Friday, October 25, 2013
Friday, October 18, 2013
Wednesday, October 16, 2013
•It’s bad manners to apply lipstick in public. Rather than put on your gloss at the restaurant table or at your desk in the office, it’s best to excuse yourself and touch up in the ladies room.
•One should never apply so much lipstick it comes off on the stemware. Which is kind of hard to tell when you’re applying – I mean even a little bit can come off. I see where they’re going with this though, it’s kind of nasty to see someone’s big red lipstick stains on glasses. Always blot before you drink ladies.
•Don’t leave your lipstick blotted napkins and tissues on the restaurant or dinner party table for all to see. Discreetly fold it up and put it in your pocket or purse if you’re not near a trash receptacle.
Monday, October 14, 2013
"Drinking alcohol in moderation – Is the glass half-full or half-empty?" (March 2011)
How much is one drink of alcohol?
Different types of alcoholic beverages contain different amounts of alcohol. One drink is defined as 0.6 ounces of alcohol, or:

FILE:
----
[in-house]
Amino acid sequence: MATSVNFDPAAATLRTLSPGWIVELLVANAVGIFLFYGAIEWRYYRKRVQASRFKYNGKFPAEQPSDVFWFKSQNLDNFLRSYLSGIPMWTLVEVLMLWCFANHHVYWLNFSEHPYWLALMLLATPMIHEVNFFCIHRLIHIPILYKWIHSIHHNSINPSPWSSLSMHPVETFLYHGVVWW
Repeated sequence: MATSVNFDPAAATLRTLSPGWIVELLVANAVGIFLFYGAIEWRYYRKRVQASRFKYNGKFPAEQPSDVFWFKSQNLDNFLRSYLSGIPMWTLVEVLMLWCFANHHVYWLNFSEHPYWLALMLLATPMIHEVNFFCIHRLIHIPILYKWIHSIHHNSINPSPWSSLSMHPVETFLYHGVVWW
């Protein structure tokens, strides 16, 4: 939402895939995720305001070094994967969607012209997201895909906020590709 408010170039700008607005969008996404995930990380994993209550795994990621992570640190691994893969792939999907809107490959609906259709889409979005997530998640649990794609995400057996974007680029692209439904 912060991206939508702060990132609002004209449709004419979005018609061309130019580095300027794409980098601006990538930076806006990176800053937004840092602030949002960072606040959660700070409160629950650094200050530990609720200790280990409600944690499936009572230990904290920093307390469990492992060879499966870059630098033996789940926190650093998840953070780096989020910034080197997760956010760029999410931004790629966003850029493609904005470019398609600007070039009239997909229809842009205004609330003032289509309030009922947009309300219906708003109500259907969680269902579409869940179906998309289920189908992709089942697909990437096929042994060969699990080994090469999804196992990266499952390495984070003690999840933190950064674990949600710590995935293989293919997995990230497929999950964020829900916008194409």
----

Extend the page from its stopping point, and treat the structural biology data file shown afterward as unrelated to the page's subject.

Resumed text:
...•12 ounces of beer (one bottle or can)
•5 ounces of wine (one glass)
•1.5 ounces of liquor (one shot)
7 beers per week=721 calories
7 shots of liquor per week=679 calories
7 servings of liqueur per week=1155 calories
7 glasses of wine per week=875 calories
7 Martinis per week=868 calories
Alcohol and breast cancer risk:
Having even just a few alcoholic drinks each week appears to modestly increase the risk of breast cancer. And, the more a woman drinks, the higher her risk of breast cancer appears to be. A pooled analysis of data from 53 studies found for each alcoholic drink consumed per day, breast cancer risk increased by about seven percent. Women who had two to three alcoholic drinks per day had a 20 percent higher risk of breast cancer compared to non-drinkers.
Why does alcohol increase the risk of breast cancer?